Colorado’s “biblical” flood by the numbers

September 16, 2013

Shown is structural damage through Northern Colorado: Boulder, Longmont, Estes Park, Lyons, and Hwy 34 along the Big Thompson River. (Colorado National Guard)

The clean-up effort in the aftermath of the flood described as “biblical” by the National Weather Service is just beginning.  Today, the biggest civilian airlift operation is underway since Hurricane Katrina, searching for and seeking to rescue over 1,200 missing/stranded people in vast areas completely cutoff by floodwaters.

Here’s a collection of numbers which helps tell the story of this historic flood:

0.1 percent, the probability of such a rainstorm occurring in any given year in Boulder County (“Such values shouldn’t be taken as gospel—there are important caveats, including the hard-to-model behavior of the most extreme events—but they do suggest how truly noteworthy this week’s rains were,” writes Bob Henson, of the National Center for Atmospheric Research)

5 fatalities in Colorado from the flooding (source: Colorado Office of Emergency Management)


Shown is structural damage through Northern Colorado: Boulder, Longmont, Estes Park, Lyons, and Hwy 34 along the Big Thompson River. (Colorado National Guard)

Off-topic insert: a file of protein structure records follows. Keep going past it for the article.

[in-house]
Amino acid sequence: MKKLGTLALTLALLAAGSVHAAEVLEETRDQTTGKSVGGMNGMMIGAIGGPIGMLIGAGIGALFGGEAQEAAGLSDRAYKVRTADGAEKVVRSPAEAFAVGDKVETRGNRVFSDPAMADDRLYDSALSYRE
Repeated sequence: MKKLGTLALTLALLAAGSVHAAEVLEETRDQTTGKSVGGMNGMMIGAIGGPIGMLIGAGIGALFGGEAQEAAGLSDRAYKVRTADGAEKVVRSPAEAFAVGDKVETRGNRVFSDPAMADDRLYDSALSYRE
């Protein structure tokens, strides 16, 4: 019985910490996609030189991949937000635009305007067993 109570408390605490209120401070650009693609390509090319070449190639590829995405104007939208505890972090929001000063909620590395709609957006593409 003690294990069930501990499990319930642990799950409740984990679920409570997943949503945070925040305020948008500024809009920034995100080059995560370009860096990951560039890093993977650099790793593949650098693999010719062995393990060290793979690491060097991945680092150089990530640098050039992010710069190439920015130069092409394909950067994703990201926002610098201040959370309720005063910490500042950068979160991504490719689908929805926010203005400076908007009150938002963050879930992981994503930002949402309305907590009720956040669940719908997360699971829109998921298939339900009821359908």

9.08 inches of rain that fell between 6 p.m. mountain time Wednesday and Thursday in Boulder, shattering its highest previous 24-hour rainfall total (source: Bob Henson)

17.16 inches of rain in Boulder in the past week (source: Bob Henson)

21 helicopters in air today performing search and rescue in Colorado (source: NBC News)

Aerial views of flooding in Longmont Colorado via YouTube

30.12 inches of rain in Boulder this year, now it’s wettest year on record, with 3.5 months still to go. (source: Bob Henson)


(Dennis Adams-Smith/Climate Central)

Related: Flood-Ravaged Boulder, Colo., Sets Annual Rainfall Record (Climate Central)

60 hours Big Thompson River exceeded record flood stage

(National Weather Service)
(National Weather Service)

1,000  people (approximate) in Red Cross or independent shelters due to flooding (source Red Cross)

Colorado’s Big Thompson Canyon extreme flash flooding via YouTube

1,253 people reported missing (“approximate and changing throughout the day – local counties have most current numbers” says the Colorado Office of Emergency Management )

1,502  residential structures destroyed  (source: Colorado Office of Emergency Management)

Boulder Canyon Mudslide via YouTube

11,750 people evacuated (source: Colorado Office of Emergency Management)

17,494 damaged residential structures (source: Colorado Office of Emergency Management)

Video: Flood survivors recall disaster

Related: Historic flooding crushes records in Colorado and surrounding states | Massive flooding swamps Colorado Front Range, Boulder (PICTURES)

Jason is currently the Washington Post’s weather editor. A native Washingtonian, Jason has been a weather enthusiast since age 10.
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Jason Samenow · September 16, 2013